This is part 61 of a series of articles featuring the book Beyond Connecting the Dots, Modeling for Meaningful Results.
So far our examples have focused on optimizing parameter values for a single population of animals. But what if we had two or more populations?
Imagine we were simulating two interacting populations of animals such as the hamsters and their food source, the Hippo Toads. If we had historical data on both the toads and the hamsters, we would want to choose parameter values that result in the best fit both between the simulated and historical hamster populations, and the simulated and historical toad populations. This is often quite difficult to achieve, as optimizing the fit for one population will often result in non-optimal fits for the second population.
A straightforward way to try to optimize both populations at once is to make our overall error the sum of the errors for the hamsters and the errors for the toads. For instance, if we had two historical data converters, one for the toads and hamsters, and two stocks, one for each population the following equation would combine the absolute value errors for both populations.
Abs([Simulated Hamsters]-[Historical Hamsters]) + Abs([Simulated Toads]-[Historical Toads])
Simply summing the values can create issues in practice. Let us imagine that the toad population is generally 10 times as large as the hamster population. If this were the case, the error predicting the toads might be much larger than the error predicting the hamsters, thus the optimizer will be forced to focus on optimizing the toad predictions to the detriment of the accuracy of the hamster predictions.
One way to attempt to address this issue is to use the percent error instead of the error magnitude. For example:
Abs([Simulated Hamsters]-[Historical Hamsters])/[Historical Hamsters] + Abs([Simulated Toads]-[Historical Toads])/[Historical Toads]
The percent error metric will be more resilient to differences in scales between the different populations. However, it will run into issues if either historical population becomes 0 in size or becomes very small.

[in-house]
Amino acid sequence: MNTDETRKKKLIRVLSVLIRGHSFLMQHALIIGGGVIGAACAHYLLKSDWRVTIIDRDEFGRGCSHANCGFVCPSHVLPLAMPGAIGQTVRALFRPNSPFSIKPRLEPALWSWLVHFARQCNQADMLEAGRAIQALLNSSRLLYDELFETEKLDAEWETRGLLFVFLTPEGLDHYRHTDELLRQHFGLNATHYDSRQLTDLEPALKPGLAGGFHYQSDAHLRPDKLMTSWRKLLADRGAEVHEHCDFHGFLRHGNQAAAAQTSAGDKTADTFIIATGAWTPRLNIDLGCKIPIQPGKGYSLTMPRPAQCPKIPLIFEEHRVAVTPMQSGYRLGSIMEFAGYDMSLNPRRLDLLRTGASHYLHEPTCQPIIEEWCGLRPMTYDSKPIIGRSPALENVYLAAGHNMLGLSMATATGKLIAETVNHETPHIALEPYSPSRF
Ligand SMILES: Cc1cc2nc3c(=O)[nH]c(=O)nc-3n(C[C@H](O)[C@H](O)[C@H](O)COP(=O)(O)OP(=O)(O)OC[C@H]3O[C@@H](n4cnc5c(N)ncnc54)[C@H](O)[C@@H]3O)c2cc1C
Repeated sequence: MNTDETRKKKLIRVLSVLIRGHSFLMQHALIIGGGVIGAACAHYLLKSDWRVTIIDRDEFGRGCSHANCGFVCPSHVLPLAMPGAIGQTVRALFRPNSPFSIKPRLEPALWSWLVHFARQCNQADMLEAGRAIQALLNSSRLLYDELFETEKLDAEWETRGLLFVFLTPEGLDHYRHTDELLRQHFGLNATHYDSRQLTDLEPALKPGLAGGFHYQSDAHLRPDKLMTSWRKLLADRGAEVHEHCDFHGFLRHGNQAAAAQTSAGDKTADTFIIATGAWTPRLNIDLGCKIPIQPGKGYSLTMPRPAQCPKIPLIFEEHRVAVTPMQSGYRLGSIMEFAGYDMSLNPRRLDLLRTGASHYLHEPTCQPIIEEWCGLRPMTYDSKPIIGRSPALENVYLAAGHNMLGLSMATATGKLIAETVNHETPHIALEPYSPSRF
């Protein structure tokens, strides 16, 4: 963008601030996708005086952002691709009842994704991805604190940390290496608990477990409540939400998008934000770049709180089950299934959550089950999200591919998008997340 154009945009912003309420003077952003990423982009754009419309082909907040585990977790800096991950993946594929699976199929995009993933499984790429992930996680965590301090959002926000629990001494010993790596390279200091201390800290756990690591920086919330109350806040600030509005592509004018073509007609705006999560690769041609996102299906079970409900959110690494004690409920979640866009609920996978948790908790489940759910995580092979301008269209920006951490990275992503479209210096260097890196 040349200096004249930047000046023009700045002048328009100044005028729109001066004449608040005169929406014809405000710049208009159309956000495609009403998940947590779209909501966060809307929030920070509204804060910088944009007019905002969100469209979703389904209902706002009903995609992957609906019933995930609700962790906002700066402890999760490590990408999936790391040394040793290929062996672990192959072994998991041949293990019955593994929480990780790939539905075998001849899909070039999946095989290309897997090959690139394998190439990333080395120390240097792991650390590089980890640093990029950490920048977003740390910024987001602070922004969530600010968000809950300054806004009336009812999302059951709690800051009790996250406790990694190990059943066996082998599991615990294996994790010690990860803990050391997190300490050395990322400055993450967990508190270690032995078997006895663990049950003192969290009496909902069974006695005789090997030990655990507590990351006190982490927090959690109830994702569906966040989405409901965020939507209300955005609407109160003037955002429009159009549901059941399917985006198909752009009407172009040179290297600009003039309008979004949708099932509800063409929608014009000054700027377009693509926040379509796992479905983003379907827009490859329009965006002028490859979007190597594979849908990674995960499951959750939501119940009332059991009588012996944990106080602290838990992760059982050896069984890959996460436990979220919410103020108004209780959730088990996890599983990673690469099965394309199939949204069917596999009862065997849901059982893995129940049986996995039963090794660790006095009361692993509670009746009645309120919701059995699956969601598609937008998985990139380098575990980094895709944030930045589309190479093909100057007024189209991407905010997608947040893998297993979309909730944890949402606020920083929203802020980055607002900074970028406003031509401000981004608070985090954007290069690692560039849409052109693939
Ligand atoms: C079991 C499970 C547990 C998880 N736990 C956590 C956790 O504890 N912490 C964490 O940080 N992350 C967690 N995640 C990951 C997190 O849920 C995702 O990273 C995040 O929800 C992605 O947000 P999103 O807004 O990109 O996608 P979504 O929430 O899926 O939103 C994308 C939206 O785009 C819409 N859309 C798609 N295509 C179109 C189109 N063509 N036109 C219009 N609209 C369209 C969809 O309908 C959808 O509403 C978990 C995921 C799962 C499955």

Another wrinkle with multi-objective optimizations is that one objective may be more important than the other objectives. For instance, let’s imagine our toad and hamster populations were roughly the same size so we do not have to worry about scaling. However, in this case we care much more about correctly predicting the hamsters than we do the toads. The whole point of the model is to estimate the hamster population, so we want to make that as accurate as possible, but we would still like to do well predicting the toads if we are able to.
You can tackle issues like these by “weighting” the different objectives in your aggregate error function. This is most simply done by multiplying the different objectives by a quantity, indicating their relative importance. For instance, if we thought getting the hamsters right was about twice as important as getting the toads right, we could use something like:
2*Abs([Simulated Hamsters]-[Historical Hamsters]) + Abs([Simulated Toads]-[Historical Toads])
This makes one unit of error in the hamster population simulation count just as much as two units of error for the toad population simulation.1
|Why does the percent error equation have issues when the historical data become very small? What happens when the historical data becomes 0?
Next edition: Optimization and Complexity: Finding the Best Fit.
- Weighting is a useful technique you can use for other optimization tasks. Imagine you had a model simulating the growth of your business in the next 20 years. You want to use this model to adjust your strategy to achieve three objectives: maximizing revenue, maximizing profit, and maximizing company size. Potentially maximizing profit would be the most important objective, with maximizing company size being the least important. You can use weights to combine these three criteria into a single criterion for use by the optimizer. ↩